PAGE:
[EDITORIALS]Student ‘boot camp’ a bad idea

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[EDITORIALS]Student ‘boot camp’ a bad idea

The Ministry of Justice has plans to rehabilitate students placed on probation for school violence ―including members of Iljinhoe, a student gang ― by subjecting them to military training at a “boot camp.” Under the ministry’s plan, 1,000 student offenders will be sent to a camp where they will undergo two or three days of military survival training to “refine their minds.”
This reminds us of the Samcheong Education Corps, the social purification project of the 1980s, and we question whether it will produce good results. There is the possibility that the program will violate the students’ human rights. If they are sent to the camp in a group, it means their involvement in violence will be exposed. This will make the more sensitive students feel ashamed. Just as adult inmates learn new criminal skills in prison, there is a strong chance that the students at camp will learn new methods of organized violence. If these students need group-oriented rehabilitation, it would be more appropriate for them to participate in social work. At a time when democratization and autonomy are flourishing in all areas of society, imposing an idea based on military culture will only have bad effects.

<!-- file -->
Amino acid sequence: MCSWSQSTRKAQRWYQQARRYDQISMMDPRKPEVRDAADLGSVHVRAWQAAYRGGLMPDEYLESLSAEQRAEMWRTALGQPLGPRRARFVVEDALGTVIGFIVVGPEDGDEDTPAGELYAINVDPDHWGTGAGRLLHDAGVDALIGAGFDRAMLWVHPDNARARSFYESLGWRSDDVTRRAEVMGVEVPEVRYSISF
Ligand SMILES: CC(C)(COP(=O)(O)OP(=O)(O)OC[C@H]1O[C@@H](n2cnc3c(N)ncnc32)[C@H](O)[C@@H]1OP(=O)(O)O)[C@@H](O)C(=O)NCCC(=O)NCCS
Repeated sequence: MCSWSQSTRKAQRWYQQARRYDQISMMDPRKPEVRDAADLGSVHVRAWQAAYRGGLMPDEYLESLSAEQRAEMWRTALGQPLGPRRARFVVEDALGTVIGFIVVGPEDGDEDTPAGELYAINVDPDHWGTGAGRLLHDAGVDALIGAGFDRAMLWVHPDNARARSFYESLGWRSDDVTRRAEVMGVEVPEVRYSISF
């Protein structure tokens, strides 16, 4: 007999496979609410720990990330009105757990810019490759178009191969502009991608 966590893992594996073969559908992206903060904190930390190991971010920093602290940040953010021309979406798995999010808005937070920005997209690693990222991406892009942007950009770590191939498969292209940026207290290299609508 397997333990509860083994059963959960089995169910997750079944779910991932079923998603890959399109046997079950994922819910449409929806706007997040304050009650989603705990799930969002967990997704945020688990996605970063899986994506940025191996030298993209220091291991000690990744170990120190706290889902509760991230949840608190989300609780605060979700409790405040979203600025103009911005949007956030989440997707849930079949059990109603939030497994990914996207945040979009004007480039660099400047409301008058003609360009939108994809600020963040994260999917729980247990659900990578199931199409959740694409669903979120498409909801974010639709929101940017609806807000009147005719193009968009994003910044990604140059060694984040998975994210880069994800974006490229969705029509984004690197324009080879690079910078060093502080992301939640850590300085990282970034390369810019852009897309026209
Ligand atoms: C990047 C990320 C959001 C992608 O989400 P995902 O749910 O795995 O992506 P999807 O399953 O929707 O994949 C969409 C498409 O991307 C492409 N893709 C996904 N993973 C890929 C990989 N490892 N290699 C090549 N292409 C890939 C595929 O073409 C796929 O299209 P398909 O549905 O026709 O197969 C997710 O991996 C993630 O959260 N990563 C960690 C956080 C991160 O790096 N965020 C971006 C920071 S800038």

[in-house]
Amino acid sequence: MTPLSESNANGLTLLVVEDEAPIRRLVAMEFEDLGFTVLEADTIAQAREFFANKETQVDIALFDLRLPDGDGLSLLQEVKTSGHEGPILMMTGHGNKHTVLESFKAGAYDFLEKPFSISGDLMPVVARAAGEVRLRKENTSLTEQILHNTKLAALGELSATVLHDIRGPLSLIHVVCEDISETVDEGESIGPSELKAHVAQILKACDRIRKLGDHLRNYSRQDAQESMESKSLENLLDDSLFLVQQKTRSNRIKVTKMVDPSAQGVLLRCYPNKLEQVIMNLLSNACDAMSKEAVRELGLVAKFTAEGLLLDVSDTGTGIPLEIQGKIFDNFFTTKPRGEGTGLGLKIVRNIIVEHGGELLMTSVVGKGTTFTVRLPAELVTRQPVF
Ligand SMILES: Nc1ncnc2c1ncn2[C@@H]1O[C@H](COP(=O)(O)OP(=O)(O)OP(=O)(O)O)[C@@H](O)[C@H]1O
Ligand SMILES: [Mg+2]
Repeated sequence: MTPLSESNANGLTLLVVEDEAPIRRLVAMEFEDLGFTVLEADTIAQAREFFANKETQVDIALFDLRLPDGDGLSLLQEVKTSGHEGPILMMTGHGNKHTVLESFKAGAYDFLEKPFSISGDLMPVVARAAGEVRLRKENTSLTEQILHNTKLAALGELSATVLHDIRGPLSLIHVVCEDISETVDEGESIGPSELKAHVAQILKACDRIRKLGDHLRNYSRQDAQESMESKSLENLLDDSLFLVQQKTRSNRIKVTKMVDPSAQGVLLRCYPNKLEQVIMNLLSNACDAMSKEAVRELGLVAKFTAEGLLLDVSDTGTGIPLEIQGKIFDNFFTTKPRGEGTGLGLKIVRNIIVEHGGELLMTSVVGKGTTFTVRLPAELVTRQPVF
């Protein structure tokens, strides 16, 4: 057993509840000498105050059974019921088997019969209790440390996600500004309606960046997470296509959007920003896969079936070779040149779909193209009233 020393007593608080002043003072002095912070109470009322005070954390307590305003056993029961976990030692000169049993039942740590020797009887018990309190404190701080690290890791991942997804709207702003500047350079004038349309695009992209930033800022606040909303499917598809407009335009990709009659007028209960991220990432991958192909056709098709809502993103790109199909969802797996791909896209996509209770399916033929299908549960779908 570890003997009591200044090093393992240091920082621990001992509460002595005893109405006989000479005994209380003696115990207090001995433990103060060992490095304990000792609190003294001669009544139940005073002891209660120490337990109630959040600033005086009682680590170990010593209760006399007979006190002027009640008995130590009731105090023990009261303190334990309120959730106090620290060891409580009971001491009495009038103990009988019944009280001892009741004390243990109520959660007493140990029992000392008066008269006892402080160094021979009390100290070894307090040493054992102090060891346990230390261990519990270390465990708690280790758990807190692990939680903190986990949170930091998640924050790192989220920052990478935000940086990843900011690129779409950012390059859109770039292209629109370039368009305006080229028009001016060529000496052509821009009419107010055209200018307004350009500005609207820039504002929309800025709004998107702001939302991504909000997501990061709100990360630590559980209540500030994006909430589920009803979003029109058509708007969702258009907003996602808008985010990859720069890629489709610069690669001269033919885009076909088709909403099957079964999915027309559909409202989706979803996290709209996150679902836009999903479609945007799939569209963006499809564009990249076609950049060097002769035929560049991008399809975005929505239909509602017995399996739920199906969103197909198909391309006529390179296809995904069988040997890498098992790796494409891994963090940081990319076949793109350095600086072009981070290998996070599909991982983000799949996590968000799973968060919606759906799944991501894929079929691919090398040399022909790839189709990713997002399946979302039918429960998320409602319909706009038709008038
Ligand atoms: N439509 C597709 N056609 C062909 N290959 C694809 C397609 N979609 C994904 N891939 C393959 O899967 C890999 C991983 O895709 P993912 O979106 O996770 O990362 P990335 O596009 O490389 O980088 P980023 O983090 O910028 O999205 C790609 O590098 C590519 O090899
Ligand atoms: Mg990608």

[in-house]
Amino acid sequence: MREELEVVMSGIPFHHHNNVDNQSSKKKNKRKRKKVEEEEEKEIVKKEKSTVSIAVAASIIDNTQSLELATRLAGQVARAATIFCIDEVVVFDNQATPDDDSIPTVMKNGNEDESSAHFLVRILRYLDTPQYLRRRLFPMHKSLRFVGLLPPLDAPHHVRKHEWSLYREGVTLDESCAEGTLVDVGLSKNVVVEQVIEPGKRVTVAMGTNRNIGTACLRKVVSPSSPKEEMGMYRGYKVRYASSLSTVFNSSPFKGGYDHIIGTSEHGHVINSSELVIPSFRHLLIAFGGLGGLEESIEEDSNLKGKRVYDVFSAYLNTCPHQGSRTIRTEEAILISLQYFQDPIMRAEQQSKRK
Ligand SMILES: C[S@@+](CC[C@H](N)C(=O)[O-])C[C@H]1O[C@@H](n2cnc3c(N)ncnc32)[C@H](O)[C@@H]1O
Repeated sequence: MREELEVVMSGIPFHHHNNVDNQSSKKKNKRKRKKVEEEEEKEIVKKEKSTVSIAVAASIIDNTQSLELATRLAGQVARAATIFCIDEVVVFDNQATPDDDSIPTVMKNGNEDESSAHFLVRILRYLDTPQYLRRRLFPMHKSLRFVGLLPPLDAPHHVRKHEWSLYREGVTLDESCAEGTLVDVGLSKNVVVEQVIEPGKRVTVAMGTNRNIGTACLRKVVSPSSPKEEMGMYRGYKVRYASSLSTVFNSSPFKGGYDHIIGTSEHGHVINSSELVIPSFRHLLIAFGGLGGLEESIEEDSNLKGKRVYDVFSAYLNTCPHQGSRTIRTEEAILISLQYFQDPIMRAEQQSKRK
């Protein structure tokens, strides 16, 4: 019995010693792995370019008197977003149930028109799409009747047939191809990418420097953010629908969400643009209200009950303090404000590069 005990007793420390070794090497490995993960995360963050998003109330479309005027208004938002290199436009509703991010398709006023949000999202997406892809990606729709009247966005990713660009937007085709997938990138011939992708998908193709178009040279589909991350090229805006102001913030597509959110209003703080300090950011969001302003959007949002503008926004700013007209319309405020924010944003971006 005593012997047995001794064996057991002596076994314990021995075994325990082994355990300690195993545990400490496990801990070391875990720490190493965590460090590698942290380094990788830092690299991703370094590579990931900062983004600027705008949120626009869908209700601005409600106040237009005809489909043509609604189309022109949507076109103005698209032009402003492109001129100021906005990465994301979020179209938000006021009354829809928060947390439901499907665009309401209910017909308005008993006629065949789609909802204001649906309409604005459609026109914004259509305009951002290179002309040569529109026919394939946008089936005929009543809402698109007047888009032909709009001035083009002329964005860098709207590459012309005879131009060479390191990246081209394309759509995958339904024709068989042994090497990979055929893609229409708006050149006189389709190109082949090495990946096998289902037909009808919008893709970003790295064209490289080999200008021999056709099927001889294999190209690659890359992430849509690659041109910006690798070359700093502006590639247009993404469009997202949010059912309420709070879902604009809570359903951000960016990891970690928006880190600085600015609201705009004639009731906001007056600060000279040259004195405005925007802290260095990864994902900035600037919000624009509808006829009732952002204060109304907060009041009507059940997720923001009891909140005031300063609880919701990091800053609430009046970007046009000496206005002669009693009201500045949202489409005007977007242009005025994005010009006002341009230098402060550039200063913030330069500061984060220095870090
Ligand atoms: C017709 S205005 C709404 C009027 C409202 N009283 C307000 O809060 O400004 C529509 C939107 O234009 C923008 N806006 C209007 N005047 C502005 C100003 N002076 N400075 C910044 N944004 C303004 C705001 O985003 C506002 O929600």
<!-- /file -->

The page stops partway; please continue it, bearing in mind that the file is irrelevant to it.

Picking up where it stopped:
Since school violence emerged as a major social issue, government ministries have competed to produce countermeasures. But it is difficult to root out violence by treating the symptoms. The Education Ministry’s plan to encourage students to report on Iljinhoe is immature. Under that plan, schools, headmasters and teachers who write many reports will be cited for their contributions. Dividing teachers from students in that way does not help education. The same applies to the idea of installing closed-circuit cameras in schools. That would probably reduce the cases of group teasing, beating and extortion, but it would have the side effect of limiting the freedom of the good students ―who are in the majority ―by monitoring and controlling their activity. We should not turn schools, which should be the freest places in the world, into prisons.
It is important to control school violence and sternly punish students who engage in it, but we should do so through showing children affection and attention at our homes and schools. Counselors should be assigned to every school, and they should gather information on school violence. It is also urgent to establish a system under which counseling is provided both to victims and to offenders.
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